Exec admits security talk cost his job

Summary:The former chief information security officer (CISO) for the US state of Pennsylvania, Bob Maley, today confirmed rumours at the AusCERT 2010 security conference in Queensland that he was put out of a job for disclosing information about a security incident at another conference earlier in the year.

The former chief information security officer (CISO) for the US state of Pennsylvania, Bob Maley, today confirmed rumours at the AusCERT 2010 security conference in Queensland that he was put out of a job for disclosing information about a security incident at another conference earlier in the year.

Bob Maley

Bob Maley(Credit: Munir Kotadia/ZDNet Australia)

In March, the SC Magazine website reported Maley as being let go following an appearance at the RSA Conference in the United States.

The website confirmed with a spokesperson for the Pennsylvania governor that Maley was indeed removed from the position, but that it would not disclose the reason as it was a personnel issue.

Speaking at the AusCERT 2010 conference in Queensland today, Maley confirmed the rumour that it was due to revealing a government security incident at the RSA Conference.

Maley again described the incident today; it involved a hacker who owned a driving school in Philadelphia using a proxy server in Russia to mask his identity and then exploit a system bug so he could schedule exams for his students.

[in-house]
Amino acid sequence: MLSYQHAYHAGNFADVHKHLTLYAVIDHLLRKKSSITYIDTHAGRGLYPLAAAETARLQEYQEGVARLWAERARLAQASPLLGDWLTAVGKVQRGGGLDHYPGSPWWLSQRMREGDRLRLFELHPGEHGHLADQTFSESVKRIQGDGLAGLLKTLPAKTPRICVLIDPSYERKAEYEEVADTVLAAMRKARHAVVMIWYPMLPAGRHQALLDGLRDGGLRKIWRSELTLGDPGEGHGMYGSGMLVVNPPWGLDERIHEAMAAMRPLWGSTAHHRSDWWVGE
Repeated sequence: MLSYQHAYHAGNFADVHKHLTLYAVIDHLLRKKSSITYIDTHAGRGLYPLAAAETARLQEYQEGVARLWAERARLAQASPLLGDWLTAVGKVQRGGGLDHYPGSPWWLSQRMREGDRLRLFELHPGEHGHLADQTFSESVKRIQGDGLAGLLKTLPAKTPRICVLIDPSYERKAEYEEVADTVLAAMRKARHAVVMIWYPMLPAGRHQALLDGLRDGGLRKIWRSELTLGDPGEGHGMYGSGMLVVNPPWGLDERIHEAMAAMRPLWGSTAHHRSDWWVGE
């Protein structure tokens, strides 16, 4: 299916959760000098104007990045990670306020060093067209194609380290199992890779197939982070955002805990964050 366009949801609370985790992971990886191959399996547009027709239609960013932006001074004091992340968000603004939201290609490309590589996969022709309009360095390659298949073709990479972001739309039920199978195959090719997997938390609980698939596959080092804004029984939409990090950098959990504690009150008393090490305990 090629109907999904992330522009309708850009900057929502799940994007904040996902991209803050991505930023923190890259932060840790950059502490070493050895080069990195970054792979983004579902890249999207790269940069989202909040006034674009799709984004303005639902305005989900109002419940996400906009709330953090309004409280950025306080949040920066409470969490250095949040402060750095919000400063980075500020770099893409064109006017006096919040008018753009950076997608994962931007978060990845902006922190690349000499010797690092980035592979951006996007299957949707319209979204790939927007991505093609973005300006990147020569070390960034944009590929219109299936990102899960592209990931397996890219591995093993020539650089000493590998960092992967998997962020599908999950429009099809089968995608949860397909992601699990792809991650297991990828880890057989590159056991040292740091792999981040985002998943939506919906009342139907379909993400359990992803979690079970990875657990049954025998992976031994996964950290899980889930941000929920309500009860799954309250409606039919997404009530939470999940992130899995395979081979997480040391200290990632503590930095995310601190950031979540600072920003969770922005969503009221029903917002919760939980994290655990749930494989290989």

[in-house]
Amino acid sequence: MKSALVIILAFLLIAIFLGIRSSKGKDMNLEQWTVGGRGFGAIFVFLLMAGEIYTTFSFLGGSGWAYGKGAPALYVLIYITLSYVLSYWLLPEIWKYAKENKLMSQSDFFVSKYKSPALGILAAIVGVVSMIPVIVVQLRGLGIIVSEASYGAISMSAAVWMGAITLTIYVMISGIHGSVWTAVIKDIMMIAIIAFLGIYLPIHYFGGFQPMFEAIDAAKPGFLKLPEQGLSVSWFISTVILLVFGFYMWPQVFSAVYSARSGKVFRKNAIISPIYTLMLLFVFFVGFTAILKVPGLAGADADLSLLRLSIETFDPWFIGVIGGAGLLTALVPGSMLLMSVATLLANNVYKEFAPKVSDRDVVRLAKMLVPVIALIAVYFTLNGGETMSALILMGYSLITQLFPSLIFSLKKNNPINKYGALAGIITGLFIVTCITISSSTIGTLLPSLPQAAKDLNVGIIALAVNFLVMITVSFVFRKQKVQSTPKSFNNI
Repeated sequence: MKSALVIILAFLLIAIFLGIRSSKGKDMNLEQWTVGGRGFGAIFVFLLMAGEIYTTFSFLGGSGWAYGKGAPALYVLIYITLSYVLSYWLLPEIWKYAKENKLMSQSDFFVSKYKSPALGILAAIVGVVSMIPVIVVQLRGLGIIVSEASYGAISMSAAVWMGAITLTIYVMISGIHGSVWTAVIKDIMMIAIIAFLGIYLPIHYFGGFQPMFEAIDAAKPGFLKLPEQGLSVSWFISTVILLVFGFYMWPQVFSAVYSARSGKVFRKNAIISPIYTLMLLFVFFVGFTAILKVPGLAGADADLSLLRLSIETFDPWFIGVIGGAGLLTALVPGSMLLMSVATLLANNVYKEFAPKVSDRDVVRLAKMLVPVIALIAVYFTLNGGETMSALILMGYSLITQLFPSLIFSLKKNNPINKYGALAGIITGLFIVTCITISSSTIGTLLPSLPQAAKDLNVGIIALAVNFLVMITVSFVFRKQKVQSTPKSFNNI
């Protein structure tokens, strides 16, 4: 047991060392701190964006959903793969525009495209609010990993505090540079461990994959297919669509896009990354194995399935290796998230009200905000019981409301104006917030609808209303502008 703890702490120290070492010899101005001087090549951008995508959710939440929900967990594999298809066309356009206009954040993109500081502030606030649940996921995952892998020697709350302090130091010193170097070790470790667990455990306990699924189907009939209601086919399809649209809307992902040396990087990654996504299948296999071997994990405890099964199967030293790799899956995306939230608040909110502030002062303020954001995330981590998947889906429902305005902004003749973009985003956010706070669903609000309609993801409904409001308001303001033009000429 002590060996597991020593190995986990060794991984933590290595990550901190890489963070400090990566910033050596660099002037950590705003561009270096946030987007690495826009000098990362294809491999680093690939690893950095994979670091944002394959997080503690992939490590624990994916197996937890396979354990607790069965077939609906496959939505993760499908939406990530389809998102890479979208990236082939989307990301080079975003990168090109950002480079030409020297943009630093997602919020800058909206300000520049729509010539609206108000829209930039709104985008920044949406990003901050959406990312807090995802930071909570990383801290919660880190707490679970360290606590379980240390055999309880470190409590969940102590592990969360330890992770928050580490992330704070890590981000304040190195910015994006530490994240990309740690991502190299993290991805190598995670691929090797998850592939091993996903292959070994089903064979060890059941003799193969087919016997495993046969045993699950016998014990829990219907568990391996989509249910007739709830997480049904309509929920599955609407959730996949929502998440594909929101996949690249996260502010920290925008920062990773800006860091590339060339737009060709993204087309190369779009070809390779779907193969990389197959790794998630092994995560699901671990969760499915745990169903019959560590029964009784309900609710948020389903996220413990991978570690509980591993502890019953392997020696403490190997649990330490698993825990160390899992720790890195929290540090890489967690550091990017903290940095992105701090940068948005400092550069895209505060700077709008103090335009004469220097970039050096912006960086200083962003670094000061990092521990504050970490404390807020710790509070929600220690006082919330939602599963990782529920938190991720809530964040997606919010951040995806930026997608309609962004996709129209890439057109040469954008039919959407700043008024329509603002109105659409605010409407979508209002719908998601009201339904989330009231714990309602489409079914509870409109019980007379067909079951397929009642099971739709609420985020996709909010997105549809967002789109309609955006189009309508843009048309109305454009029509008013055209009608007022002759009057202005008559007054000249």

"It embarrassed the Commonwealth of Pennsylvania that the [web] application was not so secure," he said.

With time for one question post Maley's presentation, Intelligent Business Research Services (IBRS) security analyst James Turner asked about Maley's dismissal and whether other CISO's should be allowed to talk about their security incidents in the public more openly. "I'd be interested in your take on other CISO's talking about attacks on their organisation," he asked.

"I believe in it because I believe that sharing of information amongst our peers is one way that we stay in the game. [But] I'm not 100 per cent sure if it's going to happen," Maley answered.

For the private sector it was a little more easier, he said, but for the government it was not, as the talk could effect upcoming elections.

"I've had the opportunity to meet a lot of CISOs in the private sector and they view it a little bit more differently ... their core constituents are their stock holders. So they do have a responsibility to their stock holders, but in the government the core people, I believe, should be the citizens. The problem is it's not, it's the government."

Ben Grubb is attending AusCERT 2010 on the Gold Coast as a guest of AusCERT.

Topics: CXO, IT Employment, Security

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